High School Closeup

Shane Mielke - Eric Brown
Shane Mielke and Eric Brown work out in Santa Margarita's expansive new weight room, most of which was funded by the Orange County Diocese

Mike Farris
Mike Farris runs during a recent practice. The Eagles are a strong contender to win the CIF-SS division IV title.

Photos: Ed Carreon

All for one. Santa Margarita has winning formula

Santa Margarita High is situated at the foot of the Santa Ana Mountains, in the shadow of the peaks that dominate the local geography.

It seems that the school's athletic program soon might dominate the local high school sports scene in a similar way.

SantSanta Margarita High is situated at the foot of the Santa Ana Mountains, in the shadow of the peaks that dominate the local geography.

It seems that the school's athletic program soon might dominate the local high school sports scene in a similar way.

Santa Margarita is a coed Cathlic school that opened in 1987. Its first class will graduate this school year. But the young school's athletic department has enjoyed remarkable success.

The school seems to have found a winning formula - excellent athletic facilities, a young coaching staff, and active parental involvement.

The football team is in the second round of the CIF Southern Section division IV playoffs and the Eagles are strong contenders to win the division championship.

The girls cross country team finished second in the 1-A championships, and will be in this weekend's state championships. The girls tennis team reached the 2-A quarterfinals this year. Last year, there was a 2-A quarterfinal appearance by the boys volleyball team, and the softball team reached the 1-A semifinals.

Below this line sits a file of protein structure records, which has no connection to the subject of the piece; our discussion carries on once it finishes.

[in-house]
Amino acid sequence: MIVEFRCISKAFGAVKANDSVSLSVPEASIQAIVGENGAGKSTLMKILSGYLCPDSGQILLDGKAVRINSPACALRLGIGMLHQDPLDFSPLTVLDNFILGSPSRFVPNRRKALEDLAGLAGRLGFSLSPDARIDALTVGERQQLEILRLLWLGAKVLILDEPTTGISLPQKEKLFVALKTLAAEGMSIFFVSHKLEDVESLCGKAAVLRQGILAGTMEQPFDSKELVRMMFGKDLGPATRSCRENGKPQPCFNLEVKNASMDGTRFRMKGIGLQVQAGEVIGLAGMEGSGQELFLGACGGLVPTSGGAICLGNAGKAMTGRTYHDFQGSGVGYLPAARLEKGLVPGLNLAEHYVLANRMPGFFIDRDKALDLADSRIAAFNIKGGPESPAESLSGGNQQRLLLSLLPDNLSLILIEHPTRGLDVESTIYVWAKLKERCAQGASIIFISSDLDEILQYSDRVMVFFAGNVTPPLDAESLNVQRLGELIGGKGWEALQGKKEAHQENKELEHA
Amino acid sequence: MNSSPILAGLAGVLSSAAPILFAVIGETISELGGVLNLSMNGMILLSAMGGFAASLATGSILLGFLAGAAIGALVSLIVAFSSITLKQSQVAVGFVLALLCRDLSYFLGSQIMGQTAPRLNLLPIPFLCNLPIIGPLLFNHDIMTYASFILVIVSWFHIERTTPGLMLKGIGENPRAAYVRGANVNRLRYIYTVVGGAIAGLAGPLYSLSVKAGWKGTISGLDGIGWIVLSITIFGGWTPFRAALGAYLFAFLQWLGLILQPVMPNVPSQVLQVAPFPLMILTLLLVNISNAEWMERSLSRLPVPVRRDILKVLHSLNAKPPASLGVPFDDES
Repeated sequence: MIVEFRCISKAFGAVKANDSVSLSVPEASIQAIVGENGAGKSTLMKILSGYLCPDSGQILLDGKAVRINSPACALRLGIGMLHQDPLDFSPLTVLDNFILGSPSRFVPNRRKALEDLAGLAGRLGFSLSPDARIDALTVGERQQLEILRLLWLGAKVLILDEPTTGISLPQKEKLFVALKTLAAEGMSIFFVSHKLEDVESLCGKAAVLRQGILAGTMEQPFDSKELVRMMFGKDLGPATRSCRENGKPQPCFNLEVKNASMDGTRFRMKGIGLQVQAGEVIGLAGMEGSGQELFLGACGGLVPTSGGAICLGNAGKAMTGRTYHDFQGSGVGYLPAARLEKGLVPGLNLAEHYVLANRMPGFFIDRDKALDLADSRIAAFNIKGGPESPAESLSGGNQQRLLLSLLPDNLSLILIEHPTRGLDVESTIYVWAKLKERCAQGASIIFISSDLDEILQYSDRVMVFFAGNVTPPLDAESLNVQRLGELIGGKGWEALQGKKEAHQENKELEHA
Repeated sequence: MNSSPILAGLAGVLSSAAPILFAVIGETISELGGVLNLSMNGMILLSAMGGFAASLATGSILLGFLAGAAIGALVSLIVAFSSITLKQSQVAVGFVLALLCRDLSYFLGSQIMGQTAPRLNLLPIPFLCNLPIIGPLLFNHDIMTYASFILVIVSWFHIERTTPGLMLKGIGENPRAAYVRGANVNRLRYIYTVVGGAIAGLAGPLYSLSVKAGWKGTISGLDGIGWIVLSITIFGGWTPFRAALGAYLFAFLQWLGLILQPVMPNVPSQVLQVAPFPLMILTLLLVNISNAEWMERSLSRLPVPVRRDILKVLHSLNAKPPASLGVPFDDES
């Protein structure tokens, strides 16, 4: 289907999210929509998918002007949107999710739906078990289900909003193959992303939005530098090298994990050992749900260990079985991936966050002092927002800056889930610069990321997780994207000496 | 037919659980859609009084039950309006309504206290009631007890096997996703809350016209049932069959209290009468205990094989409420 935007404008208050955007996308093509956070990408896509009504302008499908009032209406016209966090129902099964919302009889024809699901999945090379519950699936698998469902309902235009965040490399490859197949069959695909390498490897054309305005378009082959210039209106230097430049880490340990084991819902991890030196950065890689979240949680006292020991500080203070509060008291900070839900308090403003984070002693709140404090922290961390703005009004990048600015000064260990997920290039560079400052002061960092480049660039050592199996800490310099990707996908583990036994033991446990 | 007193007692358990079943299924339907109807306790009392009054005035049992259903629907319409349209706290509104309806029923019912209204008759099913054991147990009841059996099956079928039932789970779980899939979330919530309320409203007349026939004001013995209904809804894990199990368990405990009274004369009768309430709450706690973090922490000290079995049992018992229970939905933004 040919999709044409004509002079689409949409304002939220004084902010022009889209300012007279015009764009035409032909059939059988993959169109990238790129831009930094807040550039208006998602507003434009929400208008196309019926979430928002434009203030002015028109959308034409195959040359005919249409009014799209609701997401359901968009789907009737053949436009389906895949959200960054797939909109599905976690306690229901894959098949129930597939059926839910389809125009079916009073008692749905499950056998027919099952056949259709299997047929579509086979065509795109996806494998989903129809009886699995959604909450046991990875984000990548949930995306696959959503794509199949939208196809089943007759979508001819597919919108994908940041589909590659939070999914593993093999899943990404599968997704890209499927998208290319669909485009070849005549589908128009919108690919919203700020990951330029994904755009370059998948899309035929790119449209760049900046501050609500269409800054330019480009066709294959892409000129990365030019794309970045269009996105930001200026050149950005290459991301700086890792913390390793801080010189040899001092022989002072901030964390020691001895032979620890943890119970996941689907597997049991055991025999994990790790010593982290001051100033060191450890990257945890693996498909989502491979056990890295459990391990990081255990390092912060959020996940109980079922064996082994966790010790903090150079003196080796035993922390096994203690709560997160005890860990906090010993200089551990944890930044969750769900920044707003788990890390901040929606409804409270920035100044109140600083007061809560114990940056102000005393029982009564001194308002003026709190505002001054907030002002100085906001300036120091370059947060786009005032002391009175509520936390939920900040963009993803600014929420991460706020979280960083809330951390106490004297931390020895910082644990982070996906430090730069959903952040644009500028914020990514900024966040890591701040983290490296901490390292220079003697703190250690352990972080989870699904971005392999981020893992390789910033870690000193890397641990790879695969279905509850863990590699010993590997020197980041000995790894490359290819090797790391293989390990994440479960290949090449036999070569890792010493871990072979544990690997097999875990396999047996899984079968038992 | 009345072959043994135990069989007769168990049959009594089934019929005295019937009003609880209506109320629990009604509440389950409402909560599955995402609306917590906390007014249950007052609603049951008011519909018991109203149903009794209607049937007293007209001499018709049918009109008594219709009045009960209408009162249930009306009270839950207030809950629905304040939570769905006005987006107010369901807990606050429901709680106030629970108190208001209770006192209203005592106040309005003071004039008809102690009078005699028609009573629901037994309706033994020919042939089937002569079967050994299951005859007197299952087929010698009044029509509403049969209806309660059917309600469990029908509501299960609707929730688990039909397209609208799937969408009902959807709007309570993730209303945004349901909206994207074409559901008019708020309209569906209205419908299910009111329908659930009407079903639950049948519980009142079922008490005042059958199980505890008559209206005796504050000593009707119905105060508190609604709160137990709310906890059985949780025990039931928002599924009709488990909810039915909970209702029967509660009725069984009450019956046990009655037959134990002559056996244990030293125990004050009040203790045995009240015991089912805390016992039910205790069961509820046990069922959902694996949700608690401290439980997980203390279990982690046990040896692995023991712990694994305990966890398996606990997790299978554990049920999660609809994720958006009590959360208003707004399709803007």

The rapid progress of the football team (and the athletic program in general) does not surprise Coach Jim Hartigan, Principal Monsignor Michael Harris nor anyone else.

"I believe every school in Orange County has great athletic talent," Harris said. "Our belief is that success comes not just from the quality of the athletes. It comes down to how you work with these young people."

And, Harris said, parental involvement has played a large part in the development of the school's athletics.

"The parents here are magnificent," he said. "They must have a dozen projects afoot. Parents have been raffling off cars and dinners, and organizing dances and bingo and all sorts of activities. We can't fund everything here on tuition alone."

Parental involvement and the financial support of the business community are crucial, he said. As a private school, Santa Margarita does not rely on tax-supported funding. The school was built almost completely from donations.

Students' tuition - $3,500 per year – covers salaries for teachers and staff and transportation costs.

The Orange County Diocese, through stewardship and other fund-raising methods, provides most of the money for the administration and impressive educational buildings on the campus and the athletic department's huge weight room, gymnasium and locker rooms. Businesses such as the William Lyon Company and Carl's Jr. have contributed.

“When the bishop (the late William Johnson) announced the plans for this school, people really came forward to help," Harris said.

Santa Margarita boys athletic director Richard Schaaf said the diocese tried to build the best school it could.

“The idea was to make this a great place for kids to learn," Schaaf said. “But we're trying to stay away from an image that this is a place for rich kids. Look around - we have no tennis courts, no swimming pool, no racquetball courts. We have a number of temporary buildings. We still have quite a ways to go."

The bishop's plans for Santa Margarita stemmed from a growing need for a south county Catholic high school.

Mater Dei in Santa Ana long had been forced to turn away students wishing to enroll. Even so, the school was overcrowded. And as traffic worsened in Orange County, the drive from south county communities to Mater Dei, Servite and Connelly in Anaheim and Rosary in Fullerton worsened, too.